Galileo Galilei, the 17th Century Italian astronomer, once wrote, “Measure what can be measured, and make measurable what cannot be measured.”
This is very good advice for any business, but sometimes it is not so straightforward. Some things are relatively easy to measure. However, measuring that which cannot be measured is often a challenge for any company.
Like many businesses, at ENL Group we are very, very good at measuring things. We know what our materials cost, what our payroll is, and the money that we need to set aside to regularly service our machinery. We know the square footage of our premises, the amount of materials we recycle, and the average length of time that staff stay with us.
Most other well-run businesses would say the same. Running a business demands attention to detail. Knowing where money is being spent, or where it can be saved, is essential in driving efficiencies for both ourselves and our customers.
However, there is also a risk that just because some things are easy to measure, businesses are tempted to focus only on those things. This is potentially short-sighted because it assumes that things that cannot be measured are somehow less important. It can also lead to poor short-term decision-making, which fails to realise that the long-term impact on the business can often be substantially higher than a short-term gain.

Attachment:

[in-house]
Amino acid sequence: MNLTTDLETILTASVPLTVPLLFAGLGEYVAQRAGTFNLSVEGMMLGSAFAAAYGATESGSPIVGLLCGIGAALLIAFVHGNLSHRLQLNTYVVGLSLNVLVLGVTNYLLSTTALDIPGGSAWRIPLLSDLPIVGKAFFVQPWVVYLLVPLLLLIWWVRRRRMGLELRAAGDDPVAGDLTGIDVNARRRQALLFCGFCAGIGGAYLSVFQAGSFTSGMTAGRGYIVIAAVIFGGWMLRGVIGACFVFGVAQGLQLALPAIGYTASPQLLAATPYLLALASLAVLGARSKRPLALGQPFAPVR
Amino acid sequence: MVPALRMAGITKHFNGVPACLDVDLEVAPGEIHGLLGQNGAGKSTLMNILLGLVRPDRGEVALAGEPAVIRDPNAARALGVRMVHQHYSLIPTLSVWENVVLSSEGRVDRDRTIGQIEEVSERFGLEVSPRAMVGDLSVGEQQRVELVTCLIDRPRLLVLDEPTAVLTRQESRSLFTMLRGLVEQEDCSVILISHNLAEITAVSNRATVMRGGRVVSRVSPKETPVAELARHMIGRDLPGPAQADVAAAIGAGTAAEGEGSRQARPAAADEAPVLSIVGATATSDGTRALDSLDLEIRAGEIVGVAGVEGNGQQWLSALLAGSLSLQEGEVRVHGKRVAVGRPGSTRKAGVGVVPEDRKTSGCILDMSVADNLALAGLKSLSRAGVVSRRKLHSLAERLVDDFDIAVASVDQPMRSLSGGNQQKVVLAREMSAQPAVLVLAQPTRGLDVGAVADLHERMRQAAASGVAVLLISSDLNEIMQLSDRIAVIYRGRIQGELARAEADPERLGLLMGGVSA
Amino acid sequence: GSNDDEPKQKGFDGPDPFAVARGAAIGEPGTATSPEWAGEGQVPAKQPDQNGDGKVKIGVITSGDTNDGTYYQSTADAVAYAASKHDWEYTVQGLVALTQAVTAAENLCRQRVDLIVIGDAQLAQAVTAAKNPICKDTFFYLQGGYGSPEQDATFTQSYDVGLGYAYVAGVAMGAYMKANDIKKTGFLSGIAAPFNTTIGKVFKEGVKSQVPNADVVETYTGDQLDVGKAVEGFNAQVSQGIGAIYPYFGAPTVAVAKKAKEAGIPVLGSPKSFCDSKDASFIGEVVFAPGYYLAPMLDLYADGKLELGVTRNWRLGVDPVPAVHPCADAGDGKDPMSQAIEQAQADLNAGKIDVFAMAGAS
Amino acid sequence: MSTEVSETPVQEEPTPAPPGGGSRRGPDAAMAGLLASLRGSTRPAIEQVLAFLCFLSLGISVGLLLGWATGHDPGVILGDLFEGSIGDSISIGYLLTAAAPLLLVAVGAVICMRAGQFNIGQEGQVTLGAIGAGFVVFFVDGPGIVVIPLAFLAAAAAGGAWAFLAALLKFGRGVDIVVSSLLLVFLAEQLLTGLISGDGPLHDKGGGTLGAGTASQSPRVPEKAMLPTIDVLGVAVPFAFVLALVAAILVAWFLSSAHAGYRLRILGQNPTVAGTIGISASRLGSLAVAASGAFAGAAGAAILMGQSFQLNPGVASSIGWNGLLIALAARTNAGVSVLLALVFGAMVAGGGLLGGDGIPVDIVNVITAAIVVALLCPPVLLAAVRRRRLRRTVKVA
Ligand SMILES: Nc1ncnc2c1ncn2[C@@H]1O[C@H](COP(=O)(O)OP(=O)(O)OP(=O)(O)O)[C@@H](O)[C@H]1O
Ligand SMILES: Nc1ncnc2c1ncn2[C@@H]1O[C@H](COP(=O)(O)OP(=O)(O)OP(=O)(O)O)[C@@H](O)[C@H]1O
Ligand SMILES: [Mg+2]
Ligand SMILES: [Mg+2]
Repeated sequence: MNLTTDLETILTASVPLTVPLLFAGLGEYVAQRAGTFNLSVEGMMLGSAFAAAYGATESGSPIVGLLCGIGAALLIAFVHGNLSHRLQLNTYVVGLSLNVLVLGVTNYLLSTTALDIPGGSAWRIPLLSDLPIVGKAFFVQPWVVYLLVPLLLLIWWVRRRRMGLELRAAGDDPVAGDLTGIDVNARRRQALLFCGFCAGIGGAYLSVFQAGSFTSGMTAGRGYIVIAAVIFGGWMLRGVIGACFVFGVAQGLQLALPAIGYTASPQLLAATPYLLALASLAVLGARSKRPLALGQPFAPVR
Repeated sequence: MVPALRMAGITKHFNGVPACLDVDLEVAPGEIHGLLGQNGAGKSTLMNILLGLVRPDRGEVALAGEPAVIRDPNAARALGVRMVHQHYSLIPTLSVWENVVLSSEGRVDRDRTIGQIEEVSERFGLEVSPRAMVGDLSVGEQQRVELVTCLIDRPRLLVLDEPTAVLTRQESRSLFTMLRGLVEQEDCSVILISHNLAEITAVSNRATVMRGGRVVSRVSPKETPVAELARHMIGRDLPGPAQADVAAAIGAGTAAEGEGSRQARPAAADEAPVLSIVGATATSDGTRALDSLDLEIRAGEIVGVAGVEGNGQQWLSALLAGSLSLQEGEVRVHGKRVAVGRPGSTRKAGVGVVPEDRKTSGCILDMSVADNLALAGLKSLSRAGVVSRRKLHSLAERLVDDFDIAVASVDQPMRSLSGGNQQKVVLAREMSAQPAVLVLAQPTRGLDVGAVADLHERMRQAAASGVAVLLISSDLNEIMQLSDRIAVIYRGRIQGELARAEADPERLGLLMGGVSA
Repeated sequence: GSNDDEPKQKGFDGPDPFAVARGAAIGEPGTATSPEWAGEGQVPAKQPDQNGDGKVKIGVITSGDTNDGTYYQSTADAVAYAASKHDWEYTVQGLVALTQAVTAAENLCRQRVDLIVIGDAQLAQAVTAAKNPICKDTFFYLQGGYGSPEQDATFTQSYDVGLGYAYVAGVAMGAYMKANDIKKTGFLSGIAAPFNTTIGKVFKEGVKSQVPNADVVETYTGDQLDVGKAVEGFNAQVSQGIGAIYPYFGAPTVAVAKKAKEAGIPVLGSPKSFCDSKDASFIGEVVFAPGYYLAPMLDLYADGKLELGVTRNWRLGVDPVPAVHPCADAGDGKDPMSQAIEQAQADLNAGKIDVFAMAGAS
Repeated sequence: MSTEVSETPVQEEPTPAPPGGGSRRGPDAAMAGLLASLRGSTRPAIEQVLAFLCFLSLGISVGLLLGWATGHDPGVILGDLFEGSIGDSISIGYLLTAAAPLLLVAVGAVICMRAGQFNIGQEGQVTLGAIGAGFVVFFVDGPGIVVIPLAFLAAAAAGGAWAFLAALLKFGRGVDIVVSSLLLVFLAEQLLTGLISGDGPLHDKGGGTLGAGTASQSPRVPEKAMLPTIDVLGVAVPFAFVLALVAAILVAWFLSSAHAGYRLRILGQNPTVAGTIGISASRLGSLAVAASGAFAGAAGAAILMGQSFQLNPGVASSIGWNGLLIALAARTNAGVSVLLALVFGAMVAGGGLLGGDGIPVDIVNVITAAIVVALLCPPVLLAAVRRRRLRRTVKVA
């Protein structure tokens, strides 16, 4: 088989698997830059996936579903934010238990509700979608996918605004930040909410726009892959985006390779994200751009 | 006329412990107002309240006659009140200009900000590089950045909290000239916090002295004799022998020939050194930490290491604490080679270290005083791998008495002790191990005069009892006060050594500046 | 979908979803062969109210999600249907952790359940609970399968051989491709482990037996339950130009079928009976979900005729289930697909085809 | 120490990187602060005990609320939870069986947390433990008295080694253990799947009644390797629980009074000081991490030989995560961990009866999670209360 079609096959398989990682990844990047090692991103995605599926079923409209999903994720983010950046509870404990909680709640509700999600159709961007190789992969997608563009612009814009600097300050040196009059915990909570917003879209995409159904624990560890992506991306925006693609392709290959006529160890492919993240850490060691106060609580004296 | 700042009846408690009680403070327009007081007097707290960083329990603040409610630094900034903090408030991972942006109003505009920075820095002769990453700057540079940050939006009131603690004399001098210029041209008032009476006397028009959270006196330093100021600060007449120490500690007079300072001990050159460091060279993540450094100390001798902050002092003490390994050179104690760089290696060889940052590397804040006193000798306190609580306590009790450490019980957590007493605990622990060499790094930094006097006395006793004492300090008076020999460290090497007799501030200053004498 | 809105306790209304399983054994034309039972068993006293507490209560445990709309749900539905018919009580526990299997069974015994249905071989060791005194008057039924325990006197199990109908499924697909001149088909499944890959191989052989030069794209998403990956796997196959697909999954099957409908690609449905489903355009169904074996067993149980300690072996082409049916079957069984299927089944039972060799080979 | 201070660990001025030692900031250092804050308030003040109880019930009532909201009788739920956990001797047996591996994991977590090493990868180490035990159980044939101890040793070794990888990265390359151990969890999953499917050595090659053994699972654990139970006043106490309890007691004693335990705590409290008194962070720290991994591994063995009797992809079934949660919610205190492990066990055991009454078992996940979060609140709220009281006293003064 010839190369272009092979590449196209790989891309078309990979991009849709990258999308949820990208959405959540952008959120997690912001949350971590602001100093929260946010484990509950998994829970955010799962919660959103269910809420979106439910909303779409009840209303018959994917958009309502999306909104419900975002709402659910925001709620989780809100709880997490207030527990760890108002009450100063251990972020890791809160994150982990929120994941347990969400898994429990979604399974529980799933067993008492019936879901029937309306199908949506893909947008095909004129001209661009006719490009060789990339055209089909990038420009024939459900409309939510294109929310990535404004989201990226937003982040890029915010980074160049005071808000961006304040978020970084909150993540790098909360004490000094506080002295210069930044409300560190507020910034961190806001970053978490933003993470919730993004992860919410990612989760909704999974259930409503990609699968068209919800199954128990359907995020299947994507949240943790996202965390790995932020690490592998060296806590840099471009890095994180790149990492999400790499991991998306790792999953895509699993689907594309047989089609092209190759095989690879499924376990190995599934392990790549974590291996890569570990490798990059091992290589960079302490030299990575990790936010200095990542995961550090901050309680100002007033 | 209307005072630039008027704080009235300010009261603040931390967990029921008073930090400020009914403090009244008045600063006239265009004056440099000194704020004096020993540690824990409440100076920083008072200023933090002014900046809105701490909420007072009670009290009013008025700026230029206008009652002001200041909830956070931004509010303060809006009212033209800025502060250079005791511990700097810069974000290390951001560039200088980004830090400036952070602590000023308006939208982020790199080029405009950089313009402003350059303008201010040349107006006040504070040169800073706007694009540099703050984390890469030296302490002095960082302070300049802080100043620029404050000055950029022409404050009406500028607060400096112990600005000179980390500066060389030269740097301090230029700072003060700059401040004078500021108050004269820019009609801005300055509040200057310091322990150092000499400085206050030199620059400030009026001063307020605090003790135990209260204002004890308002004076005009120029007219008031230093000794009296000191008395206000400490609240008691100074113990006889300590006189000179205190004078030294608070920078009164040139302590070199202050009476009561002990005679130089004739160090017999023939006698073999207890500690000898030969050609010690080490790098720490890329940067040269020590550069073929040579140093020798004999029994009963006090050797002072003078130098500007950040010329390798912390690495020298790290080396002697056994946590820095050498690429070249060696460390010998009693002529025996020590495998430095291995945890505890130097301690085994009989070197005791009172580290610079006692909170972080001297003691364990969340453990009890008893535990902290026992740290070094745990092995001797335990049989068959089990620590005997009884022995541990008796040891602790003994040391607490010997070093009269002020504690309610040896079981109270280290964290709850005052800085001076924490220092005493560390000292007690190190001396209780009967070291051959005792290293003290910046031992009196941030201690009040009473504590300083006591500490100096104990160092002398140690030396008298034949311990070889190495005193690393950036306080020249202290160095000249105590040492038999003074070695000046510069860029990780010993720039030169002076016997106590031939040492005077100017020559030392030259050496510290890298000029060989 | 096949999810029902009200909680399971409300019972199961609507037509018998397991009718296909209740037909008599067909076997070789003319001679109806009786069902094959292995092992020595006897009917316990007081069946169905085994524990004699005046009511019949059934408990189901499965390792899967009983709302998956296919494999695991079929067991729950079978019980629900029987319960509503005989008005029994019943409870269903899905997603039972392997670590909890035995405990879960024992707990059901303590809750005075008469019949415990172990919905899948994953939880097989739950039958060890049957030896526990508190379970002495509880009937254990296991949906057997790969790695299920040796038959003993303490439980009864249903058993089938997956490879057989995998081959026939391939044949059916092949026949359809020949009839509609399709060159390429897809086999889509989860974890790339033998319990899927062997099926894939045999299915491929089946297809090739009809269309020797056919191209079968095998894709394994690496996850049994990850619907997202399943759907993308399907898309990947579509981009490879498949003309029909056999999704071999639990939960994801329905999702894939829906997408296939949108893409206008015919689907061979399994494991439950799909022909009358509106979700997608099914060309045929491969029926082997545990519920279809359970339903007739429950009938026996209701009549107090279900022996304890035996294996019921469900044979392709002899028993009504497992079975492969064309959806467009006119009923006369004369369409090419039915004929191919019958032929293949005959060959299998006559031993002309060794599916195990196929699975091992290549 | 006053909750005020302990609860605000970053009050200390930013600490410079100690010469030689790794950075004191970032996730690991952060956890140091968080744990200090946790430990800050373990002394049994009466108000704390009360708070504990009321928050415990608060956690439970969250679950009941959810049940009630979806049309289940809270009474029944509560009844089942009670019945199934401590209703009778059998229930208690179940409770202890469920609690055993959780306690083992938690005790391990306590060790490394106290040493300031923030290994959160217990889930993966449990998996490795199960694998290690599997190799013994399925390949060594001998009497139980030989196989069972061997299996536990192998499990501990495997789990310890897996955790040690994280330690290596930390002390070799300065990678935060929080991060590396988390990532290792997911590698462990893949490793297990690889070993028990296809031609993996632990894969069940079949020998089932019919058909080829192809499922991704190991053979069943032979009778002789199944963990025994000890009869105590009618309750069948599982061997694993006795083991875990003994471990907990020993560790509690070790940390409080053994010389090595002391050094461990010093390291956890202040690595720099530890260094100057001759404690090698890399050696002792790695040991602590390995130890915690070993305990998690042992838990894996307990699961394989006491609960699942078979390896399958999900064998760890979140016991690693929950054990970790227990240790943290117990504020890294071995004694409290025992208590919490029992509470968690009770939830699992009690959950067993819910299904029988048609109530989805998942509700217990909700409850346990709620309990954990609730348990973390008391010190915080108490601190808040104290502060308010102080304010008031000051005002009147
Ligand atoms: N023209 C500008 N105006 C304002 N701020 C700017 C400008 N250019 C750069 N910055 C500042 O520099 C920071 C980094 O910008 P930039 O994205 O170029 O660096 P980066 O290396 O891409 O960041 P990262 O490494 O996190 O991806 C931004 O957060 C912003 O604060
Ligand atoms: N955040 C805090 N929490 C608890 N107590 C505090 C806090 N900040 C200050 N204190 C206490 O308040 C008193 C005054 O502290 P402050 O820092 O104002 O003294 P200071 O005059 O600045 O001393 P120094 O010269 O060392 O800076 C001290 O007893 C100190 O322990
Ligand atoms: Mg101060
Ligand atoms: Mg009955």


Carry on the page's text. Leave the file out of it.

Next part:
These costs are sometimes referred to by management gurus as the ‘intangible costs.’ Such costs are much harder to quantify, but that does not mean that businesses should not try to heed Galileo’s advice and, “make measurable what cannot be measured.”
For instance, as a leading plastics injection moulding company, ENL is proud of its heritage and its absolute commitment to high-quality in everything that we do. This is part of who we are, and a core value that underpins all of our work.
If, as a company, we cut the size of the team that deals with customers, or reduced the quality of components that we produce, then we would very rapidly lose the reputation for quality and good customer-care that we have spent over 60 years building up. The cost of that reputational loss is hard to quantify, but it is immense. It might not appear in next month’s or even in next year’s balance sheet. But we are in no doubt that cost would eventually impact on our bottom line.
The simple fact is, that reputation is incredibly valuable to our business. Yet no balance sheet ever has an asset column marked ‘Reputation’. It is an intangible. But that does not mean it is not important and should not be factored into decision making about how we work.
All companies will have their own intangible costs, which need to be considered when looking at their overall performance. Take the example of an airline that reduces the size of its seats. In the short term, the reduction might make sense, allowing more passengers and more profit. However, if it is a brand that has built a reputation for quality then, very quickly, higher paying business customers might seek an alternative, damaging the company’s bottom line. The intangible cost of a drop in quality has not been factored into the decision-making process.